Monday, September 23, 2013

Horton Loop

Mogollon Rim
View south from The Highline Trail.

Rim country can be such odd country below the rim. Something I notice every time I visit. Last weekend's overnighter was no different. We started in the shade of towering ponderosas and gnarly alligator junipers on the Derrick Trail heading North/East. The ground was dry and the vegetation sparse, like if you had to go off trail for any reason, it wouldn't be terribly hard to do. But the scenery changed, and by the time we reached The Highline Trail the forest looked quite a bit different. 

Alligator Lizard
Alligator Lizard

Its like we entered some kind of transition zone. Now the forest was a mix of pines, junipers, and more of the plants you might associate with desert areas like manzanita and agave. In this area we came upon two Arizona Alligator Lizards duking it out in the middle of the trail. Amidst all the biting and squirming and teeth baring, I'm pretty sure it was just a male and a female making ready to get busy (if you know what I mean). I felt bad disturbing the festivities, but it was really awesome to see. It was the first time I had ever seen an Alligator Lizard in my life, and they are just gorgeous looking lizards. We ended up seeing quite a few lizards in this zone, including some really small Short-Horned Lizards that were about the size of a matchbox. They are very skittish at that size, which surprised me because the big ones I've seen are so calm.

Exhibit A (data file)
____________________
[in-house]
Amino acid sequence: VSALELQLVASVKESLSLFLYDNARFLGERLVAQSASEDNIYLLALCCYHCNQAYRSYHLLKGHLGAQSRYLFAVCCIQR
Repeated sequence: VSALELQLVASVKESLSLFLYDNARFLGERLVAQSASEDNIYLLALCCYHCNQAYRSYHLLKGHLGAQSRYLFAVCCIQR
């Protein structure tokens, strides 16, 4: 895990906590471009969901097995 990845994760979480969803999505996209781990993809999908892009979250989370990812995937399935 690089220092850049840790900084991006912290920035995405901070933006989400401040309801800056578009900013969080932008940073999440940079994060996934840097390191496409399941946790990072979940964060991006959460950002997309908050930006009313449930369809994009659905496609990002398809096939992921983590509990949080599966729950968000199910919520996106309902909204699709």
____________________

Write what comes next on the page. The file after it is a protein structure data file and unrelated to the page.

Mugollon Rim
Mogollon Rim

Eventually the Highline portion of this trip levels out a little bit, and some nice views of the rim and the mountains to the south open up. 


As the trail drops toward Horton Spring the ecology changed again to one more of a purely coniferous nature. Ferns carpet the ground in spots, and lichens grow on the pine trees. I know I've mentioned this before in other blogs about my trips to the rim, but it really reminds me of the Cascades at times.

Descent to Horton Spring

As we neared Horton Spring I could hear the sound of running water and a giant smile spread across my face. Every time I'm hiking parallel to a creek, or nearing a crossing of one, it reminds of the northwest. I rarely ever hear moving water in the woods down here in Arizona, so when I do, I just really appreciate it. Like wind, water makes such a soothing sound, and I love to sleep near it if I can. In fact, that's exactly what we did Saturday night. We camped not far from the mouth of Horton Spring where fresh (and delicious) water gushed right from the side of the Mogollon Rim. 

Horton Spring
Horton Spring

We followed Horton Creek all the way out the next morning. It made for a relaxing stroll, especially because the wind and the clouds kept the temps nice and cool. Overall, it was a great (albeit short) trip with some good company. This was my 3rd (I think) trip with the Arizona Backpacking Club, but everyone this time around was new to me. It didn't matter. It never does with backpackers. We all seem to get along pretty easily... Until next time.

Horton Creek
John looking down at Horton Creek

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